The rib cage, which is bound by hyaline cartilage to the sternum, aids in respiratory function. In a typical skeletal structure, the ribs, intercostal muscles, and the diaphragm create a vacuum in which the lungs function. The lungs fill with air when the ribs expand and the diaphragm pulls down and flattens, the lungs deplete when the ribs- aided by the intercostal muscles- contract and the diaphragm is pulled up once again. Should the sternum not be present or areas of the ribcage for that matter, the respiratory function of an individual would become increasingly difficult due to the inability to create an adequate vacuum. Diagnosis of Ectopia Cordis takes place in infancy, depending on the severity of this defect, it could be diagnosed in the first trimester of pregnancy or as late as the fourth. If the disorder is caught in the first trimester of pregnancy, the mother will have the ability to choose whether or not to terminate the pregnancy as, unless acted upon immediately, the condition is lethal. 

In Ectopia Cordis, specifically thoracic, and thoracoabdominal, there is a defect of the sternum or rib cage. In cases where the sternum is missing entirely, muscles such as the pectoralis major are unable to find an origin point as the sternum as it is missing. This creates the muscular defect also commonly seen with the disorder where the muscles along the midline of the anterior side of the body don’t develop or meet, allowing the heart and other vitals to remain largely unprotected. The exact cause of the disorder is unknown, however it is theorized to be a possible result of the Bmp-2 gene being malformed or entirely missing in an embryo, (Cox, 2023). There are also other skeletal abnormalities which lead to ectopia cordis, such as a sternal cleft, a V shaped cut out of the sternum. Depending on the severity of the disorder, this could be a minor split in the sternum which is easily repairable; or it could be an entire three to four inches of space between each side. This allows organs resting behind the sternum to peek through.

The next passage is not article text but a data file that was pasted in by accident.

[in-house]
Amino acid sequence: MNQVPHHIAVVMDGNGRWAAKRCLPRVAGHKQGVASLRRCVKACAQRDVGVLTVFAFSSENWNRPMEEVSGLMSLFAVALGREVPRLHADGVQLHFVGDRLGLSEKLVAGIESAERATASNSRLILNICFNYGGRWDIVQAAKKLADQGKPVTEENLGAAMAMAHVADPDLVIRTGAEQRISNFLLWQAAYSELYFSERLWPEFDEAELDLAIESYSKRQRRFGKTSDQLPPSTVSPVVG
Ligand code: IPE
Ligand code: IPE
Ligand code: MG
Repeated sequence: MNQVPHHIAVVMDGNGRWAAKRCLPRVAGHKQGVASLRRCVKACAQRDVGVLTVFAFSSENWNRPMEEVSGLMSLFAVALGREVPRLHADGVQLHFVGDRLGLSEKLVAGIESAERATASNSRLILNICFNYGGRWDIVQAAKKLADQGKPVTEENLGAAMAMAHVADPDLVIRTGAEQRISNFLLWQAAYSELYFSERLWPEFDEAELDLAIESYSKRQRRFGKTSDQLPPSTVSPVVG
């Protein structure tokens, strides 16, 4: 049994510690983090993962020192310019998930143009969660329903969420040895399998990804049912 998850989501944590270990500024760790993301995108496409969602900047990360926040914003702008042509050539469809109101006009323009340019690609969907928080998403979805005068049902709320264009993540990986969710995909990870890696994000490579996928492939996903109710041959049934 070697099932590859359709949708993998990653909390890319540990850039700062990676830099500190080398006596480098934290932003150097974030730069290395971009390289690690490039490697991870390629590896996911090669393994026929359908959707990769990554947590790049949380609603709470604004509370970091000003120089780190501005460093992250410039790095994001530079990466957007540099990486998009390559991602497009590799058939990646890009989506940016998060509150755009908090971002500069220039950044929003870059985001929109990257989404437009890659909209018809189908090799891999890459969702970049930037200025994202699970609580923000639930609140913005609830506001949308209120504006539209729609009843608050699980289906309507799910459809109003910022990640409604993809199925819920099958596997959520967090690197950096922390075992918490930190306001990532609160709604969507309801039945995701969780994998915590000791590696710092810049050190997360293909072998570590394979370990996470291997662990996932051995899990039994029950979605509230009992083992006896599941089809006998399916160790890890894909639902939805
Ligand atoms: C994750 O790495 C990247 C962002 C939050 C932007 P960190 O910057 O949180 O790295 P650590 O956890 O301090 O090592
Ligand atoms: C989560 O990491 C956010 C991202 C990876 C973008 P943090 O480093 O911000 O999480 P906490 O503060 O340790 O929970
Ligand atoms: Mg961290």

The different types of ectopia cordis are thoracic, which affect approximately 60% of cases seen, thoracoabdominal which affects 7% of patients, abdominal which composes 30% of cases, and lastly cervical which is the rarest type, affecting only 3% of infants, (Basar et al, 2023). Thoracic ectopia cordis is commonly seen to be a result of sternal developmental issues, the thoracoabdominal type is a mixture of bone malformations and abdominal muscular deformities. Cervical ectopia cordis is composed of the deformities of the muscles that attach to the cervical vertebrae, mandible, and clavicles. This may include deformities in, or be absent of some ribs, or the sternoclavicular joint. Unfortunately, treatment varies as the only types of ectopia cordis where treatment has some chance of survival, is abdominal, thoracic, and thoracoabdominal. Cases like clavicle ectopia cordis generally don’t make it past surgery due to complications resulting from the disorder. Therefore, while surgeons will place the heart back into the chest, the chance of the child surviving to the following morning is incredibly dim. The treatment involved in most other ectopia cordis cases however involved placing the heart and other organs back into the chest cavity, fixing any concerning heart abnormalities, repairing the sternum, and closing the hole in the chest with cadaver skin, (Alphonso et al, 2003). Even though there is a survival rate of only 10% after surgery, there are lifelong complications experienced by individuals who are able to survive the procedure without contracting sepsis. These conditions include but are not limited to cardiac conditions, such as: arrhythmias, endocarditis, peripheral embolisms, stenosis of the tricuspid and mitral valves, there are also complications like thoracic infections, lung displacement, and hypoxemia, (Gabriel et al, 2014).